and would swell the total sick to nearly
5,000, The relurnes f r December are
not made up. More than 300 patients are
now the hospital ; a still larger number re
quiring hos pital treatment are left in quar
ters for want hospital tents, and the sick
i list daily enlarges.
The division was landed at Port Royal b< -
fore the frost had destroyed the daily
growth of marsh and swam, and malaria
fell with its most fatal effect on the ex
hausted systems of soldiers who have been
obliged to work in the water, go in their
tents at night wet, chilled, and tired, with
I no sharge of clots or means of warmth.
; The fatal diseases have been, with the ex
ceptions of small pox and typhoid fever,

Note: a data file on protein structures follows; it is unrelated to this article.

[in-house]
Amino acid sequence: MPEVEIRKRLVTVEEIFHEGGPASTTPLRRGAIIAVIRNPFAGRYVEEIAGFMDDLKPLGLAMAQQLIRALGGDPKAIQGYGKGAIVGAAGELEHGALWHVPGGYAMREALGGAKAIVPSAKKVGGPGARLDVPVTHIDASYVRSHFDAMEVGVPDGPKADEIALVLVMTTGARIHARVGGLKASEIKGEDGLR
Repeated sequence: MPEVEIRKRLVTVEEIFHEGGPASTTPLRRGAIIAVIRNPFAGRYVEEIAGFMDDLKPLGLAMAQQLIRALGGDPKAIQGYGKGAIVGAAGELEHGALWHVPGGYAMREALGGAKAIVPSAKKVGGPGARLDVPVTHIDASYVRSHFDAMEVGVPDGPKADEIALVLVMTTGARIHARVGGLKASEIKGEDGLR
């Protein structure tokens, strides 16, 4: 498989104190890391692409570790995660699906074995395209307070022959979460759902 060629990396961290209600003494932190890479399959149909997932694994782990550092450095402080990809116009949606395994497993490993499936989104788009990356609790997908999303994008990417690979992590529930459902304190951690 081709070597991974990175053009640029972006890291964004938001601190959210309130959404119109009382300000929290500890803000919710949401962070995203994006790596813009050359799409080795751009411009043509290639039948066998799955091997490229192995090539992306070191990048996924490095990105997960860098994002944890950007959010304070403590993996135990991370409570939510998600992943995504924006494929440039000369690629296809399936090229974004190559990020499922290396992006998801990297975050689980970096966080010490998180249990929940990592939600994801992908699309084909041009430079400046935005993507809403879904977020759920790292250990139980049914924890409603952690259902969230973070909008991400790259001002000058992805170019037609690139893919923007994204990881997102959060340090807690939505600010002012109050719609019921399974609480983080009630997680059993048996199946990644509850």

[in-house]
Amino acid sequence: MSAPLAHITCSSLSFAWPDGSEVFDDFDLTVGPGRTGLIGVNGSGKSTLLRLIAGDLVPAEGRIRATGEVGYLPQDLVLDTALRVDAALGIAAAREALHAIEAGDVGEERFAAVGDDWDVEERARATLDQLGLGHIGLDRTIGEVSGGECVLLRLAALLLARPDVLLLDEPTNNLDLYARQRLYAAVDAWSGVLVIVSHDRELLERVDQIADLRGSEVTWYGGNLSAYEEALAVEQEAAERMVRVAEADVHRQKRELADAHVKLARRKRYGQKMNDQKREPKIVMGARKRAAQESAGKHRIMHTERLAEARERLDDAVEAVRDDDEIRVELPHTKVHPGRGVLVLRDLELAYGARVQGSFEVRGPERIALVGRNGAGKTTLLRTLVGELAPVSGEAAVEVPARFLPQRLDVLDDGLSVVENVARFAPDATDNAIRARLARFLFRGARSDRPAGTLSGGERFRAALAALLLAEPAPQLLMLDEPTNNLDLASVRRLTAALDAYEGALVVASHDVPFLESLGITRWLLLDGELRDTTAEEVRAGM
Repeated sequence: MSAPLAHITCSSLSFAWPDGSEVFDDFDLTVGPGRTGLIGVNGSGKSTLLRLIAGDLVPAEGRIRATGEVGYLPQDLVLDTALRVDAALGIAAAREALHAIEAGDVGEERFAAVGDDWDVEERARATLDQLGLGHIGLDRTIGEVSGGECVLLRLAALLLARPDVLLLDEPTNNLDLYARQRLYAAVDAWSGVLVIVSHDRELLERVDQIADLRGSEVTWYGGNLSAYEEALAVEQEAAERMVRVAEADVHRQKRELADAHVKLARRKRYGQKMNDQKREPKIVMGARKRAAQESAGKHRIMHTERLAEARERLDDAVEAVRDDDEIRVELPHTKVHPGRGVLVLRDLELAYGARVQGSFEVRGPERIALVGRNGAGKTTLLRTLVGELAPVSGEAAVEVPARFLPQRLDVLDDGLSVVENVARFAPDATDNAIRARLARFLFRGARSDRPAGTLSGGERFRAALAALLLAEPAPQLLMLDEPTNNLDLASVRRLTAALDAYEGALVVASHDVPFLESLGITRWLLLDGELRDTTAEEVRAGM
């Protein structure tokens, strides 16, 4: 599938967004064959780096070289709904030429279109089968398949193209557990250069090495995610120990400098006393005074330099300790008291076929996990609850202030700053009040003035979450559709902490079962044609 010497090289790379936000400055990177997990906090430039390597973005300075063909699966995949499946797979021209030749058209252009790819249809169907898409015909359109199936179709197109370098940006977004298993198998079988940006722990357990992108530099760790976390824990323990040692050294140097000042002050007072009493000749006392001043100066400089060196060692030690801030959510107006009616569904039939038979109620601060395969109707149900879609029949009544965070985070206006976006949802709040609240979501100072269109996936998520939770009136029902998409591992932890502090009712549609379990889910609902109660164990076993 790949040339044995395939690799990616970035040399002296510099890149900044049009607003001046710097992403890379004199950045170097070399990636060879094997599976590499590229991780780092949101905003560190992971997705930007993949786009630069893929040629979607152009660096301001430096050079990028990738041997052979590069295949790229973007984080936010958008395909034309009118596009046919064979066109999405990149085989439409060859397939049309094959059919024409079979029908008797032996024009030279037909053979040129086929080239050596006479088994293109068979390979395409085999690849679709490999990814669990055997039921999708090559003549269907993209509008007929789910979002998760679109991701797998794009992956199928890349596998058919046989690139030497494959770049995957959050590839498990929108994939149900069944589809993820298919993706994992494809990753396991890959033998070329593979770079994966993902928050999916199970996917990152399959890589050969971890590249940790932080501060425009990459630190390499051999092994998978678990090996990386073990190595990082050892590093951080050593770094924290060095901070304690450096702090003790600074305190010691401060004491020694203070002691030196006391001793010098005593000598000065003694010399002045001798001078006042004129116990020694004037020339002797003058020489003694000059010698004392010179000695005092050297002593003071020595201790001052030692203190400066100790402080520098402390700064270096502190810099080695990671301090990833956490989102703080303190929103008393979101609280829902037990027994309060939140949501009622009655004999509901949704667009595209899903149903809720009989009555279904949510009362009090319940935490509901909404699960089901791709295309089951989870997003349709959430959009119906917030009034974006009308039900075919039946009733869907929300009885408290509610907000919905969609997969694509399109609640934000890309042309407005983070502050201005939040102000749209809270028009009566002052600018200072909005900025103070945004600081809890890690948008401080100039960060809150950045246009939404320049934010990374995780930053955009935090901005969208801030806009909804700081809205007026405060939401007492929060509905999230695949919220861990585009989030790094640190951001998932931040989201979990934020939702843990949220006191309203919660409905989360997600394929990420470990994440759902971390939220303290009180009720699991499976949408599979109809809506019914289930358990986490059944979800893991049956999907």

almost entirely those incident to the cli
mate, and caused in the climate by over
i work and exposure, especially in the water,
j These diseases are ‘ooges ive and remit
tent fever, acute dysentary, aud malari
ous nenmonia, all of the most malignant
i and dagerous type. —Six cases small pox
have resulted fatally, everyone of which
would have been saved by proper hospital
accommodation. Eighteen coses are now
j in hospital, some of which will be fatal for
i the same reason.
The sudden charge of weather and fall
in the # temperature, Dec, 3. followed Ly
; instantincreas in the number of death.
That night three men were literally frozen
to death ; two ens sos smallpox and of
congestive fever, all in a fare way of recov
ery, hut unable to lesisfc the cold against
i whic there was no protection. The almost
i equally sudden charge of last Wednesday